Most Nevadans Lack an Emergency Savings Fund - 8 News NOW

Most Nevadans Lack an Emergency Savings Fund

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Tiger Todd with the Hero School. Tiger Todd with the Hero School.

LAS VEGAS -- More than half of all Nevadans are living paycheck-to-paycheck and have no savings for an emergency.

Nevada scored among the worst states, according to the national non-profit Corporation for Enterprise Development who released the 2012 scorecard for states. Nevada residents got an "F" when it comes to financial assets.

"I don't save 10 percent," admits Anthony Chapple who is looking for a job. For him, and thousands of other Nevadans, being able to save money is a luxury.

"I have no savings due to the economy. I have had to spend my 401k to live while I try to find a job," said Sandy Pilant who lost her job in 2009, after 31 years, as an auditor for MGM Grand. She managed a casino's money but not her own.

"Women don't save very well," she said.

She's not alone. The 2012 Assets and Opportunity Scorecard gives Nevada a failing grade because 56 percent of consumers have subprime credit scores. The state has one of the highest foreclosure rates. One in five jobs is low wage and more than half of all employees don't have a retirement plan. Plus, the average debt for graduating college seniors is more than $25,000.

"You can't be who you were and save. If you weren't a saver, you have to change into the kind of person who saves," said Tiger Todd who teaches financial stability through his Hero School. Some of his clients are: Catholic Charities, the Las Vegas Housing Authority, and Shade Tree Shelter.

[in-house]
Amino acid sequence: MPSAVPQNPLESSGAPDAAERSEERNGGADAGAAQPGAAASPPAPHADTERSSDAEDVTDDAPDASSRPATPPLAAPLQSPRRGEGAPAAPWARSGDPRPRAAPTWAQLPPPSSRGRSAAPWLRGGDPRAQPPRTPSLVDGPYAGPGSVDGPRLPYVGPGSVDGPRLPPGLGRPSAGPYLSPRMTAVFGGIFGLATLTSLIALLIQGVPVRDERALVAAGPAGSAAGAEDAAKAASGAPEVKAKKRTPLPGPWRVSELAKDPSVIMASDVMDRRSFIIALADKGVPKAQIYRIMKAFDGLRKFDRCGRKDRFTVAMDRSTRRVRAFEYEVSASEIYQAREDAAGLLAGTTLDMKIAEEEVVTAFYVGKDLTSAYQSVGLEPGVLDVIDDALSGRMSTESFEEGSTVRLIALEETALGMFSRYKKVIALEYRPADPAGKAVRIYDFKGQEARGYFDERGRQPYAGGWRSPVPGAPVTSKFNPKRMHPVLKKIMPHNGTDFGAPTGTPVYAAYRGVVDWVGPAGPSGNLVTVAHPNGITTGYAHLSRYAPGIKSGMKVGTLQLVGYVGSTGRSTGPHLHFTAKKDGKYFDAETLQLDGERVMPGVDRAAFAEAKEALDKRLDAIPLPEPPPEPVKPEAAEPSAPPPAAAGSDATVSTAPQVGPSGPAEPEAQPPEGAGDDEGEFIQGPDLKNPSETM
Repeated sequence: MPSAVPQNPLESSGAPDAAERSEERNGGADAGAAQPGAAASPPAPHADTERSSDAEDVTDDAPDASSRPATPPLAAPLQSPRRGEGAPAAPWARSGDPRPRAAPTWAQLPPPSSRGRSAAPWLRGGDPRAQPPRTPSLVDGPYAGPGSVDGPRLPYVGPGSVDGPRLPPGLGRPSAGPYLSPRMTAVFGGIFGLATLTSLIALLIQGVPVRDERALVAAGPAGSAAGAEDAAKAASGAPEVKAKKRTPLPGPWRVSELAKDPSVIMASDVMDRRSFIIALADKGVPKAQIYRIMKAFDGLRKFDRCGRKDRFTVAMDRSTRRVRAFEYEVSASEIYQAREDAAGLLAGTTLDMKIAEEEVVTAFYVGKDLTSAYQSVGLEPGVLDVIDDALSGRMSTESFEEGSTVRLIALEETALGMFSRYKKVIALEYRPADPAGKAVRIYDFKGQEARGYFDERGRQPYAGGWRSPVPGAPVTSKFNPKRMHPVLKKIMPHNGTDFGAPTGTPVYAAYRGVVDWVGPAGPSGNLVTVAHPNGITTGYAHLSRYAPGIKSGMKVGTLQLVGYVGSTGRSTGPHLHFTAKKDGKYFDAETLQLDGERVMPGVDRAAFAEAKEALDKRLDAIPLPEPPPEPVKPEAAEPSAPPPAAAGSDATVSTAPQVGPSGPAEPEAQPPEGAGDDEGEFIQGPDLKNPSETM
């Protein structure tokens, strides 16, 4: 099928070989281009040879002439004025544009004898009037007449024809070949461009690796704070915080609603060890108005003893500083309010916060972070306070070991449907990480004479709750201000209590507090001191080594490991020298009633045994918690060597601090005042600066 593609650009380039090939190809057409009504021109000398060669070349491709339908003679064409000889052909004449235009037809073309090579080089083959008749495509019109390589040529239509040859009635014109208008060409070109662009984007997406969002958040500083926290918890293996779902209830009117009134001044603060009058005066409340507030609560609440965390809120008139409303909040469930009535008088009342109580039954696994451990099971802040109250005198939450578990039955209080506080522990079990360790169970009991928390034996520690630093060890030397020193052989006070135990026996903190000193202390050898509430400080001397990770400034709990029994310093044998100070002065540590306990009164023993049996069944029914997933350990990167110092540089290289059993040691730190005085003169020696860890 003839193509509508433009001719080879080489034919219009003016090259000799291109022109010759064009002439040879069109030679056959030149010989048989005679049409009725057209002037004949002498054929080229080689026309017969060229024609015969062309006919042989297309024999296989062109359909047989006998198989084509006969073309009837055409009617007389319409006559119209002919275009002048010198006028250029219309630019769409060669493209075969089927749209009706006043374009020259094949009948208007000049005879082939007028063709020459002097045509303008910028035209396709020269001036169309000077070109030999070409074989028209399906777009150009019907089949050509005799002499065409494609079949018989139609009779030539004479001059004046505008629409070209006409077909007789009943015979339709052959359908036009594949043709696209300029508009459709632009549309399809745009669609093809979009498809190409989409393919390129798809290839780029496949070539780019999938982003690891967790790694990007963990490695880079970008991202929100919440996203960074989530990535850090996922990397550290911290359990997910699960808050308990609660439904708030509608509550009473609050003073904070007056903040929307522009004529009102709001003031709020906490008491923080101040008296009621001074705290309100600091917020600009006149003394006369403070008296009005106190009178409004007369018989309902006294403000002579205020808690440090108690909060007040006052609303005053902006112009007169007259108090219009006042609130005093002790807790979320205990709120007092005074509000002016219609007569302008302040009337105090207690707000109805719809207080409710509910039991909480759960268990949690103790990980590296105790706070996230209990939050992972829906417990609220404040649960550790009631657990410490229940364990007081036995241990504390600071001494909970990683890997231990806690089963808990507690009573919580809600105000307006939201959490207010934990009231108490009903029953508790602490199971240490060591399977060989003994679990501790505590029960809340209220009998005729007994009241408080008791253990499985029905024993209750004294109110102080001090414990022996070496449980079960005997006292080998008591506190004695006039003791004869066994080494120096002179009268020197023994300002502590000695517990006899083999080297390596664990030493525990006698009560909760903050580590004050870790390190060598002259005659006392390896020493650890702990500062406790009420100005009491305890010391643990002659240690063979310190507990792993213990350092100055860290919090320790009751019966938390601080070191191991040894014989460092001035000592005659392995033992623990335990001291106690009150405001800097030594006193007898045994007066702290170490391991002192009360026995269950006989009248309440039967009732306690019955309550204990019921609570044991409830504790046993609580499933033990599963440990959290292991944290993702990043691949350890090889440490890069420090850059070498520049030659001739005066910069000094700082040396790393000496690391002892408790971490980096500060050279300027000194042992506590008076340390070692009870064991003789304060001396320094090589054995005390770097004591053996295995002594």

He suggests creating a savings goal and then have 10 percent of every paycheck automatically deducted into a savings account. He also suggests people ask for help.

He suggests that people visit their local bank and ask the banker what to do to save a certain amount of money by the end of the year. He says it is better to have help figuring out a savings plan then trying to go it alone.

"Being 60-years-old, I absolutely need to save money because I'd like to live a little longer than a year or more," Pilant said.

If you need help learning how to save money, the Hero School is offering free classes in financial basics as well as finding employment. The class is Feb. 11, Saturday at the East Las Vegas Community Center from 10 a.m. to 5 p.m. Here is more information on other Hero School classes. 

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